David Spade stars as Kuzco, the emperor turned llama. Spade is the paragon of that edgy, irreverent 90’s humor style I referred to earlier, and he’s annoying in small doses, so it’s a challenge to sit through an entire feature film of his act.  Thankfully the rest of the cast is excellent.  John Goodman plays the kind peasant Pacha, and brings out the best of Spade in their scenes together, although its weird to hear Sulley’s voice coming from another character.  Earth Kitt plays Yzma, the adviser Kuzco fires early in the film, and is drawn as kind of a manic combination of Cruella De Vil and a serpent.  But the real scene stealer is Patrick Warburton as Yzma’s kind-hearted henchman Kronk, who is the real comedy MVP of this movie.  Seriously, I like Kronk so much I’m considering watching the direct-to-video spinoff Kronk’s New Groove.

Rating: **1/2

Movie Review: Monsters University

TitleMonsters University 
Release Date: June 21, 2013
Director: Dan Scanlon
Production Company:  Walt Disney Pictures | Pixar Animation Studios

The prequel to the Pixar classic Monsters, Inc. shows how Mike and Sulley first meet as students in the prestigious Scarer Program at Monsters University.  They start off hostile to one another as Mike has dedicated his life to learning the arts and sciences of scaring, but finds it impossible to actually be scary.  Meanwhile, Sulley rests on his family’s reputation and is too lazy to apply himself at school.  It’s an interesting, and subtle, critique on how privilege can often be a barometer of success than hard work.

Both Mike and Sulley get thrown out of the Scarer Program, and in order to prove themselves they join a fraternity of the school’s nerdiest monsters in order to participate as a team in the university’s “Scare Games.”  The bulk of the movie is their Oozma Kappa team stumbling through the challenges and succeeding through teamwork, creativity, and less savory means.  The improvements in CGI animation since Monsters, Inc. is on display with several stunning scenes of monsters set against the red-brick, leafy college campus, and one spectacular image of Mike and Sully silhouetted against a moonlit lake.

On the one hand, credit is due for taking a chance and making the story of Monsters University so totally different from Monsters, Inc.  On the other hand, by adopting the tropes of academia comedy, the creators of Monsters University have failed to do anything approaching the creativity of its predecessor, and that’s a huge disappointent.  I’m not quite sure who this movie is made for since children won’t relate to the nostalgia of the college days’ gags and adults will get a few chuckles but no real belly laughs.  Still, the charm of Crystal, Goodman, & co. is enough to distract from the fact that this is a rehash of dozens of stories of ragtag bands of misfits using teamwork to win, and make this movie an entertaining diversion.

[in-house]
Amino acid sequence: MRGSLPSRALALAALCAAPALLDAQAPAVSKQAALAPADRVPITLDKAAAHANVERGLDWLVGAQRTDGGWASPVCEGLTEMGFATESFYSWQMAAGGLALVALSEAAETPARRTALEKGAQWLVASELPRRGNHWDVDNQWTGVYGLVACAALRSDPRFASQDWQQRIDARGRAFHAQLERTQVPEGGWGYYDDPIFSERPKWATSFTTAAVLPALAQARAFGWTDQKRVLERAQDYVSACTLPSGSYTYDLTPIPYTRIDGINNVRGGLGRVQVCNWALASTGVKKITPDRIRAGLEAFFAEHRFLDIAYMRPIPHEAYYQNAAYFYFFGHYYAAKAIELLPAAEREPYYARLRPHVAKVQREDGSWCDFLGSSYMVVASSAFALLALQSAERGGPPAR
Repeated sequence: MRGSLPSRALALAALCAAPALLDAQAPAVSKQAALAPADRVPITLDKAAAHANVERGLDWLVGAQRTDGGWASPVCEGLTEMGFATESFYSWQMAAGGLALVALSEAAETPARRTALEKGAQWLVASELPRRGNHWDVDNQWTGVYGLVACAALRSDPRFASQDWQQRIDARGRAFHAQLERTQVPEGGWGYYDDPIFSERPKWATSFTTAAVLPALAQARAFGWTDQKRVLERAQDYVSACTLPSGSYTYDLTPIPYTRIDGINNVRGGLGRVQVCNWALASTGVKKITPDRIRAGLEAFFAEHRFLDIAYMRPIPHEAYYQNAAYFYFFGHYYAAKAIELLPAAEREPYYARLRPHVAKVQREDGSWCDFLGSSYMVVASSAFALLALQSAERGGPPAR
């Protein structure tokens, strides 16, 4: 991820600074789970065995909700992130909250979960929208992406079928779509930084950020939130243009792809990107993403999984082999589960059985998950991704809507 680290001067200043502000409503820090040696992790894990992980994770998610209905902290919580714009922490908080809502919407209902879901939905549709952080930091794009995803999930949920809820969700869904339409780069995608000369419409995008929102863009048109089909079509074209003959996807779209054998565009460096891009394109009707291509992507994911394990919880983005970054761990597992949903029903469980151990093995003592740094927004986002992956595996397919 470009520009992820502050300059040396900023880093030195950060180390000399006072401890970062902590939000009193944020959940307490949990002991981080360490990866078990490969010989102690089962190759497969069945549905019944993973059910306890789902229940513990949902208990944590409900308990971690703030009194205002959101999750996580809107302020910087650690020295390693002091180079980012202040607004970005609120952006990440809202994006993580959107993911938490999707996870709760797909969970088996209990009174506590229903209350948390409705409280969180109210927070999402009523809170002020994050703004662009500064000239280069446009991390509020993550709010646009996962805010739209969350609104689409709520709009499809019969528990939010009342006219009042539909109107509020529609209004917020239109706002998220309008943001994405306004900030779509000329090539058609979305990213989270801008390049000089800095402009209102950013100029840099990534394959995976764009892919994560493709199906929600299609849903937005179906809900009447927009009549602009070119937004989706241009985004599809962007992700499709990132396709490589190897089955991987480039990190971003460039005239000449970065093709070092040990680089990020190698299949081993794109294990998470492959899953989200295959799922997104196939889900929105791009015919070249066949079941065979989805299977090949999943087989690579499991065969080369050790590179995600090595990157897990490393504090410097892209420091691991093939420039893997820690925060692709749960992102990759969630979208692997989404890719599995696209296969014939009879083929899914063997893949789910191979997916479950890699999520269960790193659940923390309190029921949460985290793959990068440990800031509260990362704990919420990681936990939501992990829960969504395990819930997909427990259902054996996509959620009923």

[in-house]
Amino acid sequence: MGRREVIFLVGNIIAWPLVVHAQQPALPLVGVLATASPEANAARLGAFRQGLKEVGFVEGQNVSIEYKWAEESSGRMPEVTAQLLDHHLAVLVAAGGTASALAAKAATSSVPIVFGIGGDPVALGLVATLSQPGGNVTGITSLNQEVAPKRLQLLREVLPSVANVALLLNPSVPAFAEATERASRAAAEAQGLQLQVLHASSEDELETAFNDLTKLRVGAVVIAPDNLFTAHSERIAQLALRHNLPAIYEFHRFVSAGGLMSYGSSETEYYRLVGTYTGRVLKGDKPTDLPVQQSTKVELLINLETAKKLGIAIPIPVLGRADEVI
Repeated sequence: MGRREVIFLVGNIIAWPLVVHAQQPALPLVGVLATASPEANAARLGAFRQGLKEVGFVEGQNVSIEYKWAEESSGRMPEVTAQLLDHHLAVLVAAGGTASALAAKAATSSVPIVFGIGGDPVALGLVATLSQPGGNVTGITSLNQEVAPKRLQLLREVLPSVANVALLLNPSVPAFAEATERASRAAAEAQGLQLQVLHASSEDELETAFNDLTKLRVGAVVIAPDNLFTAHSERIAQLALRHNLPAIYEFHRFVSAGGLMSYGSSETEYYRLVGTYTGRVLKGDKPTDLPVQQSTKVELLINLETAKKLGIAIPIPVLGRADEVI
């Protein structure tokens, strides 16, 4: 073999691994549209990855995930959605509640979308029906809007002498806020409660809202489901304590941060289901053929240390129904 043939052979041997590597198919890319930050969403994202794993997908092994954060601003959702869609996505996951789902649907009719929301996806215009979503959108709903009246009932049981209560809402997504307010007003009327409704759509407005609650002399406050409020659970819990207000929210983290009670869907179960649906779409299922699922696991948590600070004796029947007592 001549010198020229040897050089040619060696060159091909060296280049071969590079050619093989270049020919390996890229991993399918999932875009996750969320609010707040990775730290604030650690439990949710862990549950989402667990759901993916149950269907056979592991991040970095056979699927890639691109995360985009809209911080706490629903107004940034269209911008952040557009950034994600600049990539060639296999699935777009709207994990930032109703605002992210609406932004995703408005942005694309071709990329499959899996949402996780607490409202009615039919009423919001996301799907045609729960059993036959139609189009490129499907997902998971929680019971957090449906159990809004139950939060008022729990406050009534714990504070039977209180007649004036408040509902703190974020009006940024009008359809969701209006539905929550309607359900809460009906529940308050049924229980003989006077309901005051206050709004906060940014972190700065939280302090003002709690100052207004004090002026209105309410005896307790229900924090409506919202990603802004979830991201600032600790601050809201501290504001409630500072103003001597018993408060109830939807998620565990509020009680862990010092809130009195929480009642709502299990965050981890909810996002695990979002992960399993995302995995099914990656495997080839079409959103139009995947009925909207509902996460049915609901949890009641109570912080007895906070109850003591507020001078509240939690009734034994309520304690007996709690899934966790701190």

Rating: **1/2

Movie Review: Alice in Wonderland (1951)

Title: Alice in Wonderland
Release Date: July 26, 1951
Director: Clyde Geronimi, Wilfred Jackson, and Hamilton Luske
Production Company: Walt Disney Productions

Lewis Carroll’s Alice’s Adventures in Wonderland and Through the Looking Glass are among my favorite books of all time, and I’ve yet to see it translated into a film adaptation that captures the books’ whimsy and imagination.  I’ve kept my distance from the Tim Burton/Johnny Depp movies because they just look to be commercialized, CGI-laden horror shows, but Disney animators did make a good crack at the story in 1951. Animation lends itself to Alice in Wonderland since it allows for the disorienting visuals while still keeping to a storybook premise.  There are some segments of this film that are real treats, such as Alice falling down the rabbit hole, the Mad Tea Party, the very Disney-esque talking doorknob, and the Cheshire Cat.  But overall the movie is very episodic and doesn’t have much flow.  It’s also lacking in heart.  The biggest problem is that none of the character of Alice carries over from the book, so she ends up just being a girl reacting to the mad things around her, and sometimes she just seems left out of the story entirely.  Someday a film adaptation will be made that does Carroll’s Alice stories justice, and it will probably be animated, but until then this serves as good attempt, but deeply flawed.

Rating: **

Movie Review: Lady and the Tramp (1955)

TitleLady and the Tramp
Release Date: June 22, 1955
Director: Clyde Geronimi, Wilfred Jackson, and Hamilton Luske
Production Company: Walt Disney Productions